“And so, a more complicated project will require more cognitive power,” Sam chimed in.

“We might try to count the number of variables to understand the complexity in a project, but the longer the project, the more some of those variable are unknowable. A better metric of complexity is to simply calculate the timespan of the project. We have to account for that uncertainty, ambiguity, in the decisions we have to make today.”

Current and Future Potential

“I want to hire someone who has potential,” Sam described. “But, I need them to hit the ground running today.”

“What do you mean when you say, potential?” I asked.

“You know, they have the ability to grow, so as things get more complicated, they don’t get lost,” Sam replied.

“I need you to be more specific. You used the word, grow. Do you mean grow taller, measured in inches? You used the word, lost. Do you mean lost in the woods? If you really want to find someone with potential, your language will lead you to the qualities you look for in a candidate.”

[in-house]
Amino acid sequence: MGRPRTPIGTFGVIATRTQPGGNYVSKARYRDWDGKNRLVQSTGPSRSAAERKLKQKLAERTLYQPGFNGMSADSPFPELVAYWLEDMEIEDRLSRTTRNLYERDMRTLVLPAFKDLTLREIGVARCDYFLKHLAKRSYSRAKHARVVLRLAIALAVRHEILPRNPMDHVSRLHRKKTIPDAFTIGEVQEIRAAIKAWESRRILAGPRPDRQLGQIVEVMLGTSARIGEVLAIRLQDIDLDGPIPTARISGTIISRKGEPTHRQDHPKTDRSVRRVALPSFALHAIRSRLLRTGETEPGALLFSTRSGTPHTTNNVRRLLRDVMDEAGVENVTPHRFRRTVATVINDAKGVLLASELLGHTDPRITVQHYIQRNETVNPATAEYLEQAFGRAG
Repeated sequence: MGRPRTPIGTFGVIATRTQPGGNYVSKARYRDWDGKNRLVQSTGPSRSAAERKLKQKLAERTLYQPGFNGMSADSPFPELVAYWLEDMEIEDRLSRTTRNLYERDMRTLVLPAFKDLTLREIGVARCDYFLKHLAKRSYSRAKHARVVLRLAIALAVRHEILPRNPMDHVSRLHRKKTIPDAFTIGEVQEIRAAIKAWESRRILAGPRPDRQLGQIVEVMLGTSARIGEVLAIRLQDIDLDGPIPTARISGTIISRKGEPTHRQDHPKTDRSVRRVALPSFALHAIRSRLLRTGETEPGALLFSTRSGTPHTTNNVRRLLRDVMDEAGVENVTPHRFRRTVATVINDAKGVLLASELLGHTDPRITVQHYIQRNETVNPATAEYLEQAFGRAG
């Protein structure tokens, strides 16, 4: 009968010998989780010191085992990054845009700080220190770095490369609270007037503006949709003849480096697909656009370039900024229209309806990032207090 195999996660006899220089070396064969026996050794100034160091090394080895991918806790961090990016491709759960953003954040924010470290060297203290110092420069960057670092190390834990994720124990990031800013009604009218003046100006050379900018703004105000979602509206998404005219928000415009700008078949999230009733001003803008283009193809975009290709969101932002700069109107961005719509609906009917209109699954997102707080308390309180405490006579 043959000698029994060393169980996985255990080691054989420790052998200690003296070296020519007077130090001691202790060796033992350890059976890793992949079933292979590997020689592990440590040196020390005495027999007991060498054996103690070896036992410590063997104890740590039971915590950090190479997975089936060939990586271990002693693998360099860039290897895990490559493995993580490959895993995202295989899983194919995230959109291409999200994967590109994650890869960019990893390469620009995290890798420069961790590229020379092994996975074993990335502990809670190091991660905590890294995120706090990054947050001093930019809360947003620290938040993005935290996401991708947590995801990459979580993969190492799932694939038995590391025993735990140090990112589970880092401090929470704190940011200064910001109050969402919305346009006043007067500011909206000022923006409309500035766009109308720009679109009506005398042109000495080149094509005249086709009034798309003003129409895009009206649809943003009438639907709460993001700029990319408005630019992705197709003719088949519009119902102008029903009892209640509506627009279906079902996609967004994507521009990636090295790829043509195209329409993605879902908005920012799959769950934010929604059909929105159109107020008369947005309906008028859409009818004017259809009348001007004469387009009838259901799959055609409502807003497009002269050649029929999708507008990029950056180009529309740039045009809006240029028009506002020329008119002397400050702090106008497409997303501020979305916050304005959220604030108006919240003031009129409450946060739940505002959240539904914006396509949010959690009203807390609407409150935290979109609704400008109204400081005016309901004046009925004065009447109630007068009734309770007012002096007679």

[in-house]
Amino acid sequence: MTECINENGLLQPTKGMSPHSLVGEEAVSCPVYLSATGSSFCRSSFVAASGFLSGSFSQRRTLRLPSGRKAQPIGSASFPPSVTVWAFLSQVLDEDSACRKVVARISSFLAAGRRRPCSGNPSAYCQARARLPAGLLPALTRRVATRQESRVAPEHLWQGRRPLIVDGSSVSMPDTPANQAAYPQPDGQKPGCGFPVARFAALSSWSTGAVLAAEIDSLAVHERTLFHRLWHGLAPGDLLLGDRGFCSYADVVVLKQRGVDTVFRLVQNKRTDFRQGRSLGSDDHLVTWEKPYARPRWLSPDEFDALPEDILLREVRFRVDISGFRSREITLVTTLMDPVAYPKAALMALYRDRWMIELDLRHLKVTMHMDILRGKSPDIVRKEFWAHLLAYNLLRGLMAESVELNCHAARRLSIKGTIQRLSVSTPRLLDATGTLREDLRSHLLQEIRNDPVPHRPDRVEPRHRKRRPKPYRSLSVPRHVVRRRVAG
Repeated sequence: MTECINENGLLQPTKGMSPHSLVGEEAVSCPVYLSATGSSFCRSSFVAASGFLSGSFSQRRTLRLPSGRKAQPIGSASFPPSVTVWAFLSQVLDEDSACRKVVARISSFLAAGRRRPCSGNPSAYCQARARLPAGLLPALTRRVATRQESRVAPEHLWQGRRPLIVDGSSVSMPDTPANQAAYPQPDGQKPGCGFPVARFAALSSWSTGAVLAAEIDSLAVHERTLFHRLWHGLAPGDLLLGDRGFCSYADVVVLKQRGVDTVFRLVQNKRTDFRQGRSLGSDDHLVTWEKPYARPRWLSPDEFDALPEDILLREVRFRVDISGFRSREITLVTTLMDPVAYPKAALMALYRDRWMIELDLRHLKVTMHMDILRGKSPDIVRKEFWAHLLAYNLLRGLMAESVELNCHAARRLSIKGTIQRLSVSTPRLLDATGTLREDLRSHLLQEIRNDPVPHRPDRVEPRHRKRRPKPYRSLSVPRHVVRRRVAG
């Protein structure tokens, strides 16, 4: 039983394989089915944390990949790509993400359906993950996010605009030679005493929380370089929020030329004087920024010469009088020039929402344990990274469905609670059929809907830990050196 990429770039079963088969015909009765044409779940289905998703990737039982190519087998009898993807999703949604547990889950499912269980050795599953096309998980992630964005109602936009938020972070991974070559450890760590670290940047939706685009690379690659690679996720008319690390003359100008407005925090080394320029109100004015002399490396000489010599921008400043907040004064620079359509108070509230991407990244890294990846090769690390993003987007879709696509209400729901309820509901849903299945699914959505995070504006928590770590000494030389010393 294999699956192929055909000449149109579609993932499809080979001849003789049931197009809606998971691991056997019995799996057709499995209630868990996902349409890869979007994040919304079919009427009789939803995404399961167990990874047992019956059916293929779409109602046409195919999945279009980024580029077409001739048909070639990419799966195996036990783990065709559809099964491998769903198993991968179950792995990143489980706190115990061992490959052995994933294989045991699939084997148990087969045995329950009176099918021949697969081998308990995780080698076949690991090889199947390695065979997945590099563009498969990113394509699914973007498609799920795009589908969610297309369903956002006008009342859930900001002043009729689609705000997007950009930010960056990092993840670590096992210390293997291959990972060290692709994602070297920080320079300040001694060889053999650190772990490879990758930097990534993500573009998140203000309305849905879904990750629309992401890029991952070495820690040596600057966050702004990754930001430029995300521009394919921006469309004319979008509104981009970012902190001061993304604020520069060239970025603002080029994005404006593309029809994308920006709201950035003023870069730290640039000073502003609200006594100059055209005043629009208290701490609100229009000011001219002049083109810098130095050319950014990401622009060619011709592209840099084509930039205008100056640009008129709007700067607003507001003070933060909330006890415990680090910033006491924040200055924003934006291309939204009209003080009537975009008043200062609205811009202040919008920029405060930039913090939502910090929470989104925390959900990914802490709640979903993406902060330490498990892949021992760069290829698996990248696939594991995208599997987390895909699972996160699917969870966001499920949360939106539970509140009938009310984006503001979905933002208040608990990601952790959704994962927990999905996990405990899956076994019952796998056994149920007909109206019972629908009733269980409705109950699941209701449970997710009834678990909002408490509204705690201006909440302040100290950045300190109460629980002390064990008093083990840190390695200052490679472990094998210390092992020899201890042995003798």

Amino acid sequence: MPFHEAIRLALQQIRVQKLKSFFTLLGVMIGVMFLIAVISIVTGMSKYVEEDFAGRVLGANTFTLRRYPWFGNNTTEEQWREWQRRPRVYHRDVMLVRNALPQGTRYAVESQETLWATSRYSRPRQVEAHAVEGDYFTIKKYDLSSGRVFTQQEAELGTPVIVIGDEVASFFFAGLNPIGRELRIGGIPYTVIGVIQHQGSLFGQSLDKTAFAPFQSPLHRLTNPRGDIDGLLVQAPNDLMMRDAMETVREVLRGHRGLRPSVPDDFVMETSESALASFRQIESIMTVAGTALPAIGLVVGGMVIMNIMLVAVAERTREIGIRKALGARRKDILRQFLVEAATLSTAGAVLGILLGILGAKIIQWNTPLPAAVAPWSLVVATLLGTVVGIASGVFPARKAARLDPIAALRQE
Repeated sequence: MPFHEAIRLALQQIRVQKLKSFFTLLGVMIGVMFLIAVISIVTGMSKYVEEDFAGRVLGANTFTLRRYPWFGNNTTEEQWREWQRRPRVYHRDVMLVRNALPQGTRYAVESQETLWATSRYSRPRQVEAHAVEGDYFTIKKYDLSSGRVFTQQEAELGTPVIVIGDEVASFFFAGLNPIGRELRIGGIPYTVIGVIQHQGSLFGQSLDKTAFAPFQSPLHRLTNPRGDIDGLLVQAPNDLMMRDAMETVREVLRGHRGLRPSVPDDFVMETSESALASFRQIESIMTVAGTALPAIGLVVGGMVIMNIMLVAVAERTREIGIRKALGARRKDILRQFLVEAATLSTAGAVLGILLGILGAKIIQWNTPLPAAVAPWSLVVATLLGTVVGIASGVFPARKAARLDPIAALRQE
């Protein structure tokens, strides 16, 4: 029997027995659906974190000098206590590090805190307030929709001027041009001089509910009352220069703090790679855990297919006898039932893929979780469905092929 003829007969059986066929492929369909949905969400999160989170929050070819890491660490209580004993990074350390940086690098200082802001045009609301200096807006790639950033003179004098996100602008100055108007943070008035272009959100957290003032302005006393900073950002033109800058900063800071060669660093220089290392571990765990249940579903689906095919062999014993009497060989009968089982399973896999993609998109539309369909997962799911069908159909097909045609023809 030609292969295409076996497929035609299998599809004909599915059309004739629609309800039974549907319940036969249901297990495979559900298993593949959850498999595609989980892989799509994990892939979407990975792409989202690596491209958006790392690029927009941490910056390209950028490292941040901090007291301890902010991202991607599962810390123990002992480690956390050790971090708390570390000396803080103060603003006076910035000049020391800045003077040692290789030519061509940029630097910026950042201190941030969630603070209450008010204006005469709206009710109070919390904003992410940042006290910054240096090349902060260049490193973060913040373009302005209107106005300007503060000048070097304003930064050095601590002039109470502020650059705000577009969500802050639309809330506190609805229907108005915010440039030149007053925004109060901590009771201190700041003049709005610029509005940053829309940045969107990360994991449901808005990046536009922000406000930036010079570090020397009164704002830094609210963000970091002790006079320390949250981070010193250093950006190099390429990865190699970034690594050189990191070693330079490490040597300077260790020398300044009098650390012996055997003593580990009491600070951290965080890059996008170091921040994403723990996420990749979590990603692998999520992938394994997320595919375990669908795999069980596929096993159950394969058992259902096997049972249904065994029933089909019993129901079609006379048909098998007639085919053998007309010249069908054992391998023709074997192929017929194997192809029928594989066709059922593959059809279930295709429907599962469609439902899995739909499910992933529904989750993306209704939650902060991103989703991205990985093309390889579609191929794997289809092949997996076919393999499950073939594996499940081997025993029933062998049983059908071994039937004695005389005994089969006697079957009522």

“Yes, but you know what I mean,” Sam flatly stated.

“I can make assumptions, but they might be wrong.” I stopped, then started again. “Instead of looking at the person, let’s look at the work, specifically the context of the work. What does hit the ground running mean? Please use terms related to capability, decision making and problem solving.”

“Okay,” Sam was slow to piece things together. “The role, today, has certain problems to be solved and decisions to be made.”

“Stop,” I interrupted. “So, the candidate has to possess the actual capability to solve problems and make decisions without significant input or direction from you, today.”

“Yes, but, the candidate will still need some initial direction from me, just to find out how things work around here. We have certain processes unique to our company, so the person will need some orientation, initial training.”

“And, how long will you give them to learn this stuff in the beginning?”